The not_l() function	(now renamed to	l_not()) used to take the file
	   mode	and bit-wise NOT it with ~02000.  However, it did not check if
	   the file was	locked vs. set-gid.  Now, the function is "$VAL	&=
	   ~02000 if not $VAL &	00010;".

       removed useless data structures
	   I do	not know why I had the $S variable, or %r, %w, and %x hashes.
	   In fact, $S was declared in "use vars qw( ... );", but never	given
	   a value, and	the %r,	%w, and	%x hashes had a	'full' key which never
	   got used.  And the hashes themselves	weren't	really needed anyway.
	   Here	is a list of the variables no longer in	use, and what they
	   have	been replaced with (if any):

	     $S		   nothing
	     $U, $G, $O	   $W
	     %r, %w, %x	   octal numbers
	     @files	   @_ (I had @files = @_; in nearly EVERY sub)
	     $c		   $_

       compacted code
	   The first version of	File::chmod that was published was 0.13, and
	   it was written in approximately 10 days, being given	the off-and-on
	   treatment I end up having to	give several projects, due to more
	   pressing matters.  Well, since then,	most of	the code has stayed
	   the same, although bugs were	worked out.  Well, I got rid of	a lot
	   of slow, clunky, and	redundant sections of code in this version.
	   Sections include the	processing of each character of	the mode in
	   getsymchmod(), the getmod() subroutine, um, nearly ALL of the
	   getsymchmod() function, now that I look at it.

	   Here's part of the getsymchmod() rewrite:

	     for ($c){
	       if (/u/){
		 u_or()	if $MODE eq "+"	or $MODE eq "=";
		 u_not() if $MODE eq "-";
	       }
	     ...
	     }

	     # changed to

	     /u/ && $or	? u_or() : u_and();
	     # note: operating on $_, $c isn't used anymore
	     # note: $or holds 1 if the	$MODE was + or =, 0 if $MODE was -
	     # note: previous was redundant.  didn't need $MODE	eq "-" check
	     #	     because u_or() and	u_not()	both go	to the next character

PORTING
       This is only good on Unix-like boxes.  I	would like people to help me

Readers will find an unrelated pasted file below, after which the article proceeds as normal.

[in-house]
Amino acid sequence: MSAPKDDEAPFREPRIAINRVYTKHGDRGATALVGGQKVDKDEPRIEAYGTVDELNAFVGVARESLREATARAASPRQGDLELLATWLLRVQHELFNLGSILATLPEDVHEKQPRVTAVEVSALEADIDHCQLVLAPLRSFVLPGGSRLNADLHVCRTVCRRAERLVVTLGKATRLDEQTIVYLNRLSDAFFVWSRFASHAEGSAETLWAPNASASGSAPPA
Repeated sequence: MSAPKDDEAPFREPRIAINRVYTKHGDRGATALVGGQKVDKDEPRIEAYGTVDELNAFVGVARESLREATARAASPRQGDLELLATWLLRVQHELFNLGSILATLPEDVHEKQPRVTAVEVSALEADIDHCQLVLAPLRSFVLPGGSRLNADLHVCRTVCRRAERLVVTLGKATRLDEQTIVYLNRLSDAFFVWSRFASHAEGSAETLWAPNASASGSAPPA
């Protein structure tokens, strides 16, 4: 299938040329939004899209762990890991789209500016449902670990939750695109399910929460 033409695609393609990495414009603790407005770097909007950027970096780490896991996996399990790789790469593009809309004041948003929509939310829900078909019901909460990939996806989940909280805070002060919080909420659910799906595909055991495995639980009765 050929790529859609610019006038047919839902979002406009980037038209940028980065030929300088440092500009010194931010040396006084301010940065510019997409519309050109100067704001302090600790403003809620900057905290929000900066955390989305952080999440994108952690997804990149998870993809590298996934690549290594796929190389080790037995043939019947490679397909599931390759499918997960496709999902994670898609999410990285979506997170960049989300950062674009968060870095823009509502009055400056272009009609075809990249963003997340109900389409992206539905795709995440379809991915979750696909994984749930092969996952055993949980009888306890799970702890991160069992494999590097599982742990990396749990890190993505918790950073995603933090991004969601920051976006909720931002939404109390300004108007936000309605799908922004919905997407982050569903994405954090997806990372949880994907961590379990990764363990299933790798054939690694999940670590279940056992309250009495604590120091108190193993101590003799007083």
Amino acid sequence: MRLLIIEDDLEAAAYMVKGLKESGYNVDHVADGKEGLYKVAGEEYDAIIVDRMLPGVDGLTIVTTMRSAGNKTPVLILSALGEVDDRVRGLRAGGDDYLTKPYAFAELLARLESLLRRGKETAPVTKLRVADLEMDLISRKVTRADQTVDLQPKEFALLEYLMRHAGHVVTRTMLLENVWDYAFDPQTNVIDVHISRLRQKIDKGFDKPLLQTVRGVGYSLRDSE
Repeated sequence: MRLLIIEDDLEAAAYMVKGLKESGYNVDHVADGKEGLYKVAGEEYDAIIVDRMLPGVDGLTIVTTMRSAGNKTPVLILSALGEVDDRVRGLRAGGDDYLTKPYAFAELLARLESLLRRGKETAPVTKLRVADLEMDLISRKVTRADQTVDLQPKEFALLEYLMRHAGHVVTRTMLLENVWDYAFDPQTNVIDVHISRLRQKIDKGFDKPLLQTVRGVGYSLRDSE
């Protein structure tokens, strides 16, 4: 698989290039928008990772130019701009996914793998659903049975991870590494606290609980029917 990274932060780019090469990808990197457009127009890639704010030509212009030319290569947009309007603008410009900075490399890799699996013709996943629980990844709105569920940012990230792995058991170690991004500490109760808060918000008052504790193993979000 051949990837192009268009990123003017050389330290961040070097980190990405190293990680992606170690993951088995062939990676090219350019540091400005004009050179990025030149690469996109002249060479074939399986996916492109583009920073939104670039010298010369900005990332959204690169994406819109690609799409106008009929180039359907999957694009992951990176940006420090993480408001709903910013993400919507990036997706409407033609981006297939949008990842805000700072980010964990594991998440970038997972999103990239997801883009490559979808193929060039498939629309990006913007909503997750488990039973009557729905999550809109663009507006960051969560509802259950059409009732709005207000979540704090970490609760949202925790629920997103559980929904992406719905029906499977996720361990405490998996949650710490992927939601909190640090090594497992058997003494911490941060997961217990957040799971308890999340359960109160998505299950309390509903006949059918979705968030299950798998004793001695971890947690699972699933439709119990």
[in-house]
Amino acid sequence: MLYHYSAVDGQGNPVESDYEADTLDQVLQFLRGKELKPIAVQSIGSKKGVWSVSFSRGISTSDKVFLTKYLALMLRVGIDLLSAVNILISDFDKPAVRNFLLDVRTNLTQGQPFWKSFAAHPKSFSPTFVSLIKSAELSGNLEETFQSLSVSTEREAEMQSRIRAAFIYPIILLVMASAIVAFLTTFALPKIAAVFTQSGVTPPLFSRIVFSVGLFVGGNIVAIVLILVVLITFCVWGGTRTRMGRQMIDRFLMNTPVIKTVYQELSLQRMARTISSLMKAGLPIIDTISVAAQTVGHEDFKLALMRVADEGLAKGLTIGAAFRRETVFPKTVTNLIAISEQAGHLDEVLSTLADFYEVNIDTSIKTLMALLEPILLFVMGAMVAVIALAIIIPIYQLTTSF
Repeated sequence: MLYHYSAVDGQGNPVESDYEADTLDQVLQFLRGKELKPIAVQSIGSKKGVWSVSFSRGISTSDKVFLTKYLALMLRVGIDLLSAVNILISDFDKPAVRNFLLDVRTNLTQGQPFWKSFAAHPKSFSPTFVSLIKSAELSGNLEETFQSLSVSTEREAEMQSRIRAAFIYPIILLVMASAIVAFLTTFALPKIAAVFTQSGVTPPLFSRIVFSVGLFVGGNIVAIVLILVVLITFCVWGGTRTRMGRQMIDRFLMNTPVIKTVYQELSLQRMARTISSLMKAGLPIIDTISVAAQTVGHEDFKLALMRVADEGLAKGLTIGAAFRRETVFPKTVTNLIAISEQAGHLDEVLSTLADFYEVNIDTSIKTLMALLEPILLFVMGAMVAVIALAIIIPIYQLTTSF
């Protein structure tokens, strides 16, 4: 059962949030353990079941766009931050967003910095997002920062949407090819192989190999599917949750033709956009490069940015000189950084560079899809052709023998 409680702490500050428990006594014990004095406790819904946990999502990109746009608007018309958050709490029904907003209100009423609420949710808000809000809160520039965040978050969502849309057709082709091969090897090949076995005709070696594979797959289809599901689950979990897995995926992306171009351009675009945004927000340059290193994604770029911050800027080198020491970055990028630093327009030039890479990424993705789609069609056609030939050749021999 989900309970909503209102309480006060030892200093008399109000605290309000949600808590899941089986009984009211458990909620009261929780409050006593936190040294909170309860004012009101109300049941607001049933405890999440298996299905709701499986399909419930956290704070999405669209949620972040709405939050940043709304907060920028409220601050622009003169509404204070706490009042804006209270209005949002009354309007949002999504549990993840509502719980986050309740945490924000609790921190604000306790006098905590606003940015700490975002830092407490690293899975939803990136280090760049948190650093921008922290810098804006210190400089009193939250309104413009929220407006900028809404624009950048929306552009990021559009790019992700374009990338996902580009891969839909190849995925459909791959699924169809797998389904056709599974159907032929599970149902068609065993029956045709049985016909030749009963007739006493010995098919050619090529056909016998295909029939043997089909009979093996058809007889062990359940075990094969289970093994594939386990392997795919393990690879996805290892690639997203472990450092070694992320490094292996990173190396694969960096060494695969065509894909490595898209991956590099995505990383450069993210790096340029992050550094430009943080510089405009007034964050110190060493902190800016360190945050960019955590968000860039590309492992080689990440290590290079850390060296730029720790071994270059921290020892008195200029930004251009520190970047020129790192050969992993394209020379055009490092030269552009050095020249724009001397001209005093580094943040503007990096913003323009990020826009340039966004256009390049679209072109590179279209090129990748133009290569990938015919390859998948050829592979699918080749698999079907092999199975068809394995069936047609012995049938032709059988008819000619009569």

work on File::chmod for any OS that deserves it.	 If you	would like to
       help, please email me (address below) with the OS and any information
       you might have on how chmod() should work on it;	if you don't have any
       specific	information, but would still like to help, hey,	that's good
       too.  I have the	following information (from "perlport"):

       Win32
	   Only	good for changing "owner" read-write access, "group", and
	   "other" bits	are meaningless.  NOTE:	Win32::File and
	   Win32::FileSecurity already do this.	 I do not currently see	a need
	   to port File::chmod.

       MacOS
	   Only	limited	meaning. Disabling/enabling write permission is	mapped
	   to locking/unlocking	the file.

       RISC OS
	   Only	good for changing "owner" and "other" read-write access.

AUTHOR
       Jeff "japhy" Pinyan, japhy.734+CPAN@gmail.com, CPAN ID: PINYAN

SEE ALSO
	 Stat::lsMode (by Mark-James Dominus, CPAN ID: MJD)
	 chmod(1) manpage
	 perldoc -f chmod
	 perldoc -f stat

COPYRIGHT AND LICENCE
       Copyright (C) 2007 by Jeff Pinyan

       This library is free software; you can redistribute it and/or modify it
       under the same terms as Perl itself, either Perl	version	5.8.8 or, at
       your option, any	later version of Perl 5	you may	have available.

perl v5.32.0			  2007-07-28			      chmod(3)

NAME | VERSION | SYNOPSIS | DESCRIPTION | REVISIONS | PORTING | AUTHOR | SEE ALSO | COPYRIGHT AND LICENCE